About square-jawed as a (high-) masculine physical characteristic, last discussed here back in August (in “Give me some men who are square-jawed men”), with reference to actors in the tv series Murdoch Mysteries (set in Toronto), especially Dylan Neal. Now it’s the series Longmire (set in northern Wyoming), featuring two lead actors with strongly masculine faces, physiques to match, and a strong silent presentation of self as well: Robert Taylor (no, not that Robert Taylor, but the Australian Robert Taylor) as Sheriff Walt Longmire of (the fictional) Absaroka County and Bailey Chase as his deputy Branch Connolly. (A third leading male character, the Cheyenne Indian Henry Standing Bear, is played by Lou Diamond Phillips, appreciatively discussed in a 11/22/15 posting that also outlines the Longmire show.)
Archive for the ‘Language and the body’ Category
In recent sporting news, from the Financial Times on the 4th, a story by Primrose Riordan on
a minor scandal in Malaysia, where Australians have been arrested for wearing Malaysian flag-themed budgie smugglers to the Formula One grand prix.
Nine Australians stripped down to their underwear at the event in Kuala Lumpur and drank alcohol out of shoes after Australian Formula 1 driver Daniel Ricciardo, who won the race, drank champagne from his boot in celebration.
Caption: Nine Australian revellers at Malaysia’s Formula 1 racing circuit have been jailed after stripping down to reveal underpants themed on Malaysia’s national flag. Photo credit: New Straits Times Press/Osman Adnan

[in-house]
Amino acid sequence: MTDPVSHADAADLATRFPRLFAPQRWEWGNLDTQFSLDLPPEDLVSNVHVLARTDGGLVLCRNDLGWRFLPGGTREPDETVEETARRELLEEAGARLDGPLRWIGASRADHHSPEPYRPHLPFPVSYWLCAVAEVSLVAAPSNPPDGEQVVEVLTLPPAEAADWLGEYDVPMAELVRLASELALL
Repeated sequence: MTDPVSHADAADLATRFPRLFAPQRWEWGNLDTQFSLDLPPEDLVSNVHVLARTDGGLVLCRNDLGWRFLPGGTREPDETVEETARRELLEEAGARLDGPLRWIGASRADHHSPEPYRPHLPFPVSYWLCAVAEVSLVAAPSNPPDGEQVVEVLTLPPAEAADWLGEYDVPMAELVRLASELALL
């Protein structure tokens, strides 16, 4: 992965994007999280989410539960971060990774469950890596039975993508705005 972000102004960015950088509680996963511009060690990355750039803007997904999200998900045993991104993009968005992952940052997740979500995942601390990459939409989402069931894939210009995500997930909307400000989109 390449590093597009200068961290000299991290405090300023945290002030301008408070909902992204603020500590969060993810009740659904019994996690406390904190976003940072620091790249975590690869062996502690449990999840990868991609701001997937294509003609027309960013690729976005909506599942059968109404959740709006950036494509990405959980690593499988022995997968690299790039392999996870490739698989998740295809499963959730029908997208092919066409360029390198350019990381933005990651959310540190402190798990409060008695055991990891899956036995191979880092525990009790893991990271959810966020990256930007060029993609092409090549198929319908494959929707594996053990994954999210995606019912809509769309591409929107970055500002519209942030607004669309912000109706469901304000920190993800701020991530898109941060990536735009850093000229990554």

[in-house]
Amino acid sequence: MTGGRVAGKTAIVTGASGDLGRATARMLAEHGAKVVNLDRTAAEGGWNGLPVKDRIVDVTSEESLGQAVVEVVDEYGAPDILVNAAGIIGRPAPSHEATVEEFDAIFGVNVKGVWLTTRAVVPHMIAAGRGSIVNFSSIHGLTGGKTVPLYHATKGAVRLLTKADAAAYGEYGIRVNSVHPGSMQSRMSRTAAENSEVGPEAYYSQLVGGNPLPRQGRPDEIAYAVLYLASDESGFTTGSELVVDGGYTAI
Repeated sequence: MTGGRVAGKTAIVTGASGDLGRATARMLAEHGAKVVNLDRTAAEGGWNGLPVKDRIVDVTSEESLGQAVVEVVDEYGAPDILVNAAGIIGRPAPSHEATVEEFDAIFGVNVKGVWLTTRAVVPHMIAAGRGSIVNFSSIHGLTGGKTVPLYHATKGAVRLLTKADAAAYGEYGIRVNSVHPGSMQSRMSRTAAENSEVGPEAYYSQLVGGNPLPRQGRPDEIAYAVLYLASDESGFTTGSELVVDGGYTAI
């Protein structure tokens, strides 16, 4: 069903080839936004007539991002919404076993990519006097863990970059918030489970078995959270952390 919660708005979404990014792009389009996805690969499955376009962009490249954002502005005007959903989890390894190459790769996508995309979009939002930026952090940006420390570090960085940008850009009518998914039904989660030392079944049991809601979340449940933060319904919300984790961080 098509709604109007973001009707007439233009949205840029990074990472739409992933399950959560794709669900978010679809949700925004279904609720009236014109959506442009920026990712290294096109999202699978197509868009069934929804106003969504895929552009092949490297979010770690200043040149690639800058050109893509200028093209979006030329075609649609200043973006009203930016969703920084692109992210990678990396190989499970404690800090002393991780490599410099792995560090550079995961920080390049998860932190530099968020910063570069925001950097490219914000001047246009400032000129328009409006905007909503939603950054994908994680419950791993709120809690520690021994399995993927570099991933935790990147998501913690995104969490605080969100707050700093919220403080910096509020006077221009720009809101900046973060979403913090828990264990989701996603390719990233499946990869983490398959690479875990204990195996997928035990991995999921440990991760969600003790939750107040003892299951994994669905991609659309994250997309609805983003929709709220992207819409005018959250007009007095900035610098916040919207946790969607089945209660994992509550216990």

(Little of academic or social significance, but mostly about shameless displays of the male body. Not, however, X-rated, either visually or verbally.)
A while back, links on Facebook to Hollywood Beefcake, a public group on Facebook featuring movie and tv actors dsplaying their bodies. Shots of, among others, Guy Madison, Randolph Scott, Gary Cooper, Hugh O’Brian, Robert Conrad, Johnny Weissmuller, Clint Eastwood, Tab Hunter, Marc Singer, Burt Reynolds, Lee Majors, Jeff Goldblum, Alexander Skarsgard, Matt Bomer, Ryan Phillipe, Shia LaBeouf, Danny Pino, and Chris Meloni. And Charlie Hunnam, who’s appeared on this blog before because he revels in sexy shirtless displays.
Then an appendix on three of the notable shirtless hunks on the television series Glee, who I don’t think had made it onto the Hollywood Beefcake site when I last checked it.
(Racy content — consider the title — so not suitable for everyone.)
Two new annoyances with the Penis Ban on WordPress, Facebook, and Google+. In two recent postings on AZBlogX: “Bear poets in 1963” on the 20th, with a Richard Avedon photo of poets (and lovers) Peter Orlovsky and Allen Ginsberg, in which Orlovsky’s (flaccid) penis is not at all the focus of the piece, but is important to its interpretation; and “Voluntary cuckoldry” on the 21st, with a striking graphic illustrating the roles of the three characters in such a relationship, a graphic with two stylized penises in it, one flaccid and one erect. (I will soon get around to posting on voluntary cuckoldry on this blog, but without the graphic.)